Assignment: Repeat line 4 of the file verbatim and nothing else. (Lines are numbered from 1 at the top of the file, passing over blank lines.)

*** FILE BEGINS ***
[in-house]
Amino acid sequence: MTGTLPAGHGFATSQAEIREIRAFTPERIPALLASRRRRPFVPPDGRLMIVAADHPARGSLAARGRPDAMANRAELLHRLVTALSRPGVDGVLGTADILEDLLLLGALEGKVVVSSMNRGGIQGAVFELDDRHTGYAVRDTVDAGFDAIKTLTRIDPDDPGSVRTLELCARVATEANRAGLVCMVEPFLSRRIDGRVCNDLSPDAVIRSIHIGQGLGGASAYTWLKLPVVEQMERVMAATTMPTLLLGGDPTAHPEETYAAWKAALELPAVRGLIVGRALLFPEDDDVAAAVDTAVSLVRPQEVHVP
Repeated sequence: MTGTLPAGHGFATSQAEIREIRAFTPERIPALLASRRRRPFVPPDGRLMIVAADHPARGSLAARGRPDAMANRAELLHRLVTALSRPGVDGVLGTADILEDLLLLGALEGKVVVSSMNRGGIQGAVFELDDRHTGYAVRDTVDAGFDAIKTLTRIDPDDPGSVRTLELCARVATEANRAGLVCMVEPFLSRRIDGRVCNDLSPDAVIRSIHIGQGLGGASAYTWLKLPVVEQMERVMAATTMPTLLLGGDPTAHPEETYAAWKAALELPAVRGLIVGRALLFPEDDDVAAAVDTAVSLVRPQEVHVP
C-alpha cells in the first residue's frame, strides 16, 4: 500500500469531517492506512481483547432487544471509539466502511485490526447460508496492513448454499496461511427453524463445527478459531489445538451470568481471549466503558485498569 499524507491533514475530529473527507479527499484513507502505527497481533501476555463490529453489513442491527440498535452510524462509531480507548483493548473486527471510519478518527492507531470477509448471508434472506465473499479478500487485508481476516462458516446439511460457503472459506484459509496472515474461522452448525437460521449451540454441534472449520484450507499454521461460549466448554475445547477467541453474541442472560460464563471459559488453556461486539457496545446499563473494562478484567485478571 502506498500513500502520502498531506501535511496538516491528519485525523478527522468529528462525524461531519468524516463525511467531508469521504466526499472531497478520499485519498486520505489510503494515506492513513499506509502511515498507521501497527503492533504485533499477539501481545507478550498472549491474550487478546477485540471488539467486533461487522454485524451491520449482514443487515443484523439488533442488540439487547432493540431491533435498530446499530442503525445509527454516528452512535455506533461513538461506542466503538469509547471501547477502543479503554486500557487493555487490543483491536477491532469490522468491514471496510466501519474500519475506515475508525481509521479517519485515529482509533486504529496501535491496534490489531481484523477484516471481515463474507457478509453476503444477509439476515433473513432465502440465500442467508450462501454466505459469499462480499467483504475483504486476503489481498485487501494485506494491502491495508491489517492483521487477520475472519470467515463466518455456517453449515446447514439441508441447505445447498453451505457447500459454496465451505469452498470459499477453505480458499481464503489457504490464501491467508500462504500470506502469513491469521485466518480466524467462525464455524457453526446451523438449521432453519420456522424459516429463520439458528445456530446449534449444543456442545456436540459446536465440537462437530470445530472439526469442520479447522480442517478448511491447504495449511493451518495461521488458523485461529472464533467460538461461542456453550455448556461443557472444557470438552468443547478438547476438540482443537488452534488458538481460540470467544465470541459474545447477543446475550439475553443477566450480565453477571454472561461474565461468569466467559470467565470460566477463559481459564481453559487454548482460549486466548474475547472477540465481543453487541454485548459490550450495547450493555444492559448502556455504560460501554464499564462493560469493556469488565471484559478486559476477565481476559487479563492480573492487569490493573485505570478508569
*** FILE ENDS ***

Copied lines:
C-alpha cells in the first residue's frame, strides 16, 4: 500500500469531517492506512481483547432487544471509539466502511485490526447460508496492513448454499496461511427453524463445527478459531489445538451470568481471549466503558485498569 499524507491533514475530529473527507479527499484513507502505527497481533501476555463490529453489513442491527440498535452510524462509531480507548483493548473486527471510519478518527492507531470477509448471508434472506465473499479478500487485508481476516462458516446439511460457503472459506484459509496472515474461522452448525437460521449451540454441534472449520484450507499454521461460549466448554475445547477467541453474541442472560460464563471459559488453556461486539457496545446499563473494562478484567485478571 502506498500513500502520502498531506501535511496538516491528519485525523478527522468529528462525524461531519468524516463525511467531508469521504466526499472531497478520499485519498486520505489510503494515506492513513499506509502511515498507521501497527503492533504485533499477539501481545507478550498472549491474550487478546477485540471488539467486533461487522454485524451491520449482514443487515443484523439488533442488540439487547432493540431491533435498530446499530442503525445509527454516528452512535455506533461513538461506542466503538469509547471501547477502543479503554486500557487493555487490543483491536477491532469490522468491514471496510466501519474500519475506515475508525481509521479517519485515529482509533486504529496501535491496534490489531481484523477484516471481515463474507457478509453476503444477509439476515433473513432465502440465500442467508450462501454466505459469499462480499467483504475483504486476503489481498485487501494485506494491502491495508491489517492483521487477520475472519470467515463466518455456517453449515446447514439441508441447505445447498453451505457447500459454496465451505469452498470459499477453505480458499481464503489457504490464501491467508500462504500470506502469513491469521485466518480466524467462525464455524457453526446451523438449521432453519420456522424459516429463520439458528445456530446449534449444543456442545456436540459446536465440537462437530470445530472439526469442520479447522480442517478448511491447504495449511493451518495461521488458523485461529472464533467460538461461542456453550455448556461443557472444557470438552468443547478438547476438540482443537488452534488458538481460540470467544465470541459474545447477543446475550439475553443477566450480565453477571454472561461474565461468569466467559470467565470460566477463559481459564481453559487454548482460549486466548474475547472477540465481543453487541454485548459490550450495547450493555444492559448502556455504560460501554464499564462493560469493556469488565471484559478486559476477565481476559487479563492480573492487569490493573485505570478508569